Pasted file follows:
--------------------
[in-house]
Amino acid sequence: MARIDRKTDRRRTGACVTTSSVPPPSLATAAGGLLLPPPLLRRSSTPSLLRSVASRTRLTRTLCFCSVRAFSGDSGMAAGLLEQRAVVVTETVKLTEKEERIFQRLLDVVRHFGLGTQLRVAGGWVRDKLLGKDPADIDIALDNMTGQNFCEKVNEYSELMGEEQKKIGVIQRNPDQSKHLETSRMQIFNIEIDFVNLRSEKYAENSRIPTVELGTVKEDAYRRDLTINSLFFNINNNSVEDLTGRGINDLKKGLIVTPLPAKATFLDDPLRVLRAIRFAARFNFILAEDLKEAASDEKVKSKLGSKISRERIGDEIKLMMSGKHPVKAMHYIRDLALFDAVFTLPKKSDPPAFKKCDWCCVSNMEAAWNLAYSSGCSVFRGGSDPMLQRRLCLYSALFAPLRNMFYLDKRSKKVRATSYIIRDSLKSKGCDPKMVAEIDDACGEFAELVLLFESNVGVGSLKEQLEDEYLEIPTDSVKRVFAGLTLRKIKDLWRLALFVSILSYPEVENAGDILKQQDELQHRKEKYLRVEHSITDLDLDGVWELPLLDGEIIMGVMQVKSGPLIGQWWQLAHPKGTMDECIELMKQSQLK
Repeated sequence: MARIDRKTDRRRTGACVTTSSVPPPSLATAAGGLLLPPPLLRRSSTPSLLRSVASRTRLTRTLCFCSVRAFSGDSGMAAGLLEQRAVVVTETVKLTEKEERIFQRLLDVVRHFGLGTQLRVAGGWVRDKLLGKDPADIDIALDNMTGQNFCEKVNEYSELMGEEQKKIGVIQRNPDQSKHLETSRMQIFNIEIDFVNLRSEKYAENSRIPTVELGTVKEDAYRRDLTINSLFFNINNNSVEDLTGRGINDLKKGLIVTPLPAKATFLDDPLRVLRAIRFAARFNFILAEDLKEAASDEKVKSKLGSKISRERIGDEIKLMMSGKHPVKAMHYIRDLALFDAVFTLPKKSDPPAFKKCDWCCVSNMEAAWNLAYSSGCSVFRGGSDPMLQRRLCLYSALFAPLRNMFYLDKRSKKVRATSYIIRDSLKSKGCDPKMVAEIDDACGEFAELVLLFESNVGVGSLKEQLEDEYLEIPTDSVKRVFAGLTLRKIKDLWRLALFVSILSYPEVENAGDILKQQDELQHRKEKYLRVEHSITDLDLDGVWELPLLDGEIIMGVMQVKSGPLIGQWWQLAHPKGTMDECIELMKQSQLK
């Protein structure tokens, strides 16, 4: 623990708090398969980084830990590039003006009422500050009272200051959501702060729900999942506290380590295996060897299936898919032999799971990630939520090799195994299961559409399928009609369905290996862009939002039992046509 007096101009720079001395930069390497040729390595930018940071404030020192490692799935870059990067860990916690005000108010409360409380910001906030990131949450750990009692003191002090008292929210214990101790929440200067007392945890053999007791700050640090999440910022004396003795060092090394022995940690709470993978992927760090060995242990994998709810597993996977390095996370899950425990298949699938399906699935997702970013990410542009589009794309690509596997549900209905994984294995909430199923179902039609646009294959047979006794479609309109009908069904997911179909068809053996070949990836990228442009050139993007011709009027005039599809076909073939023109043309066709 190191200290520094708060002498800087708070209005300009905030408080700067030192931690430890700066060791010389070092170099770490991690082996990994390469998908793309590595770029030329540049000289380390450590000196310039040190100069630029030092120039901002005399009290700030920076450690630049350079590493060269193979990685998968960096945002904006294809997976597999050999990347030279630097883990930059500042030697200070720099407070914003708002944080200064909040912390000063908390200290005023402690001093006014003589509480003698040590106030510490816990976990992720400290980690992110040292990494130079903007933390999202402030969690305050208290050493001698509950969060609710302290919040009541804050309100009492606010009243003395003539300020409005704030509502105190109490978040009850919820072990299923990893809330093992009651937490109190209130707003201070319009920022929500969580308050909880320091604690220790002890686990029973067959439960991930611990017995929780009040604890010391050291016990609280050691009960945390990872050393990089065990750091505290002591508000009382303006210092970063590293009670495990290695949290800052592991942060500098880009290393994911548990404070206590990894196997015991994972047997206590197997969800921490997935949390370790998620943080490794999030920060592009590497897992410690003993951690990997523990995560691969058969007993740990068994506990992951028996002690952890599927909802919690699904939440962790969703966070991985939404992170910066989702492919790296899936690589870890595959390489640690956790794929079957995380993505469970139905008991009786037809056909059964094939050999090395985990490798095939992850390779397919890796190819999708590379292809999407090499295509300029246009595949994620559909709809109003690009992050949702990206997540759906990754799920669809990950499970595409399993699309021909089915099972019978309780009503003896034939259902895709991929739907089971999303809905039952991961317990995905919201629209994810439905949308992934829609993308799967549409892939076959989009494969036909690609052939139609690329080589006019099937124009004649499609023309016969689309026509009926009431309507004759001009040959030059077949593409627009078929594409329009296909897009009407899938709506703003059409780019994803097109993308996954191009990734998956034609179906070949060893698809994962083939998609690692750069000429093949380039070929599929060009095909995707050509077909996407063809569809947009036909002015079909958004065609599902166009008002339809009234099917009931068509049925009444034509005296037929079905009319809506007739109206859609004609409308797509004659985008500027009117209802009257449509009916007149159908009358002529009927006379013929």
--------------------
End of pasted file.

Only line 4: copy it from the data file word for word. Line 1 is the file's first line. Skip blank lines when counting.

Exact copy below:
């Protein structure tokens, strides 16, 4: 623990708090398969980084830990590039003006009422500050009272200051959501702060729900999942506290380590295996060897299936898919032999799971990630939520090799195994299961559409399928009609369905290996862009939002039992046509 007096101009720079001395930069390497040729390595930018940071404030020192490692799935870059990067860990916690005000108010409360409380910001906030990131949450750990009692003191002090008292929210214990101790929440200067007392945890053999007791700050640090999440910022004396003795060092090394022995940690709470993978992927760090060995242990994998709810597993996977390095996370899950425990298949699938399906699935997702970013990410542009589009794309690509596997549900209905994984294995909430199923179902039609646009294959047979006794479609309109009908069904997911179909068809053996070949990836990228442009050139993007011709009027005039599809076909073939023109043309066709 190191200290520094708060002498800087708070209005300009905030408080700067030192931690430890700066060791010389070092170099770490991690082996990994390469998908793309590595770029030329540049000289380390450590000196310039040190100069630029030092120039901002005399009290700030920076450690630049350079590493060269193979990685998968960096945002904006294809997976597999050999990347030279630097883990930059500042030697200070720099407070914003708002944080200064909040912390000063908390200290005023402690001093006014003589509480003698040590106030510490816990976990992720400290980690992110040292990494130079903007933390999202402030969690305050208290050493001698509950969060609710302290919040009541804050309100009492606010009243003395003539300020409005704030509502105190109490978040009850919820072990299923990893809330093992009651937490109190209130707003201070319009920022929500969580308050909880320091604690220790002890686990029973067959439960991930611990017995929780009040604890010391050291016990609280050691009960945390990872050393990089065990750091505290002591508000009382303006210092970063590293009670495990290695949290800052592991942060500098880009290393994911548990404070206590990894196997015991994972047997206590197997969800921490997935949390370790998620943080490794999030920060592009590497897992410690003993951690990997523990995560691969058969007993740990068994506990992951028996002690952890599927909802919690699904939440962790969703966070991985939404992170910066989702492919790296899936690589870890595959390489640690956790794929079957995380993505469970139905008991009786037809056909059964094939050999090395985990490798095939992850390779397919890796190819999708590379292809999407090499295509300029246009595949994620559909709809109003690009992050949702990206997540759906990754799920669809990950499970595409399993699309021909089915099972019978309780009503003896034939259902895709991929739907089971999303809905039952991961317990995905919201629209994810439905949308992934829609993308799967549409892939076959989009494969036909690609052939139609690329080589006019099937124009004649499609023309016969689309026509009926009431309507004759001009040959030059077949593409627009078929594409329009296909897009009407899938709506703003059409780019994803097109993308996954191009990734998956034609179906070949060893698809994962083939998609690692750069000429093949380039070929599929060009095909995707050509077909996407063809569809947009036909002015079909958004065609599902166009008002339809009234099917009931068509049925009444034509005296037929079905009319809506007739109206859609004609409308797509004659985008500027009117209802009257449509009916007149159908009358002529009927006379013929």